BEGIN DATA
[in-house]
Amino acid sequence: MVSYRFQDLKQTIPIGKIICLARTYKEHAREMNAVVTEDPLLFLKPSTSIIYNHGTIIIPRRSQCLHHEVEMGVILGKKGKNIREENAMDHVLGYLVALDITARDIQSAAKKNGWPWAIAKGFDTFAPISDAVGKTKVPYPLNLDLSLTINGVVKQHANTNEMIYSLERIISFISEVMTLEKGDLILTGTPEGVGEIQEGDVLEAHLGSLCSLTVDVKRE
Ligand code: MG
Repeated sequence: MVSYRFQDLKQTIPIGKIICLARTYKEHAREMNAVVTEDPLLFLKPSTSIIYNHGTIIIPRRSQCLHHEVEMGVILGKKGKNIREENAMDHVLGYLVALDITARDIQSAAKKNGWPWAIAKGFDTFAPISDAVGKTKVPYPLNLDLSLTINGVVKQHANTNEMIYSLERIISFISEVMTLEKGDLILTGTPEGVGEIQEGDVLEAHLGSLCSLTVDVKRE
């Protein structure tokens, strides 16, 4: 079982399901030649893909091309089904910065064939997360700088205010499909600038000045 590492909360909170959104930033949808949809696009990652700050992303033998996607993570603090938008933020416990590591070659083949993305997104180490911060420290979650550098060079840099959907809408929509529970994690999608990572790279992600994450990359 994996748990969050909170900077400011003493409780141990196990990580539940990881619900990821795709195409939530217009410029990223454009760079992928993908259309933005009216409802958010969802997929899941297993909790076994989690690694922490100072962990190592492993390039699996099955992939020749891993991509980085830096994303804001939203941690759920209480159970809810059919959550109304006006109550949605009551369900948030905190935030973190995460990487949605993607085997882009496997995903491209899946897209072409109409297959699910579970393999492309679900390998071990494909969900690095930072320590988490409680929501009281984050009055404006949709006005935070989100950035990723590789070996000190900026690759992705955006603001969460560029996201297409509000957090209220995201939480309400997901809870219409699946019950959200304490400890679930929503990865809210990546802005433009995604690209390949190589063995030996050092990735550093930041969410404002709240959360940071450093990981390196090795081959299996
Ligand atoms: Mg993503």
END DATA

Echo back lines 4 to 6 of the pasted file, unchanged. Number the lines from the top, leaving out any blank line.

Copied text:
Repeated sequence: MVSYRFQDLKQTIPIGKIICLARTYKEHAREMNAVVTEDPLLFLKPSTSIIYNHGTIIIPRRSQCLHHEVEMGVILGKKGKNIREENAMDHVLGYLVALDITARDIQSAAKKNGWPWAIAKGFDTFAPISDAVGKTKVPYPLNLDLSLTINGVVKQHANTNEMIYSLERIISFISEVMTLEKGDLILTGTPEGVGEIQEGDVLEAHLGSLCSLTVDVKRE
């Protein structure tokens, strides 16, 4: 079982399901030649893909091309089904910065064939997360700088205010499909600038000045 590492909360909170959104930033949808949809696009990652700050992303033998996607993570603090938008933020416990590591070659083949993305997104180490911060420290979650550098060079840099959907809408929509529970994690999608990572790279992600994450990359 994996748990969050909170900077400011003493409780141990196990990580539940990881619900990821795709195409939530217009410029990223454009760079992928993908259309933005009216409802958010969802997929899941297993909790076994989690690694922490100072962990190592492993390039699996099955992939020749891993991509980085830096994303804001939203941690759920209480159970809810059919959550109304006006109550949605009551369900948030905190935030973190995460990487949605993607085997882009496997995903491209899946897209072409109409297959699910579970393999492309679900390998071990494909969900690095930072320590988490409680929501009281984050009055404006949709006005935070989100950035990723590789070996000190900026690759992705955006603001969460560029996201297409509000957090209220995201939480309400997901809870219409699946019950959200304490400890679930929503990865809210990546802005433009995604690209390949190589063995030996050092990735550093930041969410404002709240959360940071450093990981390196090795081959299996
Ligand atoms: Mg993503």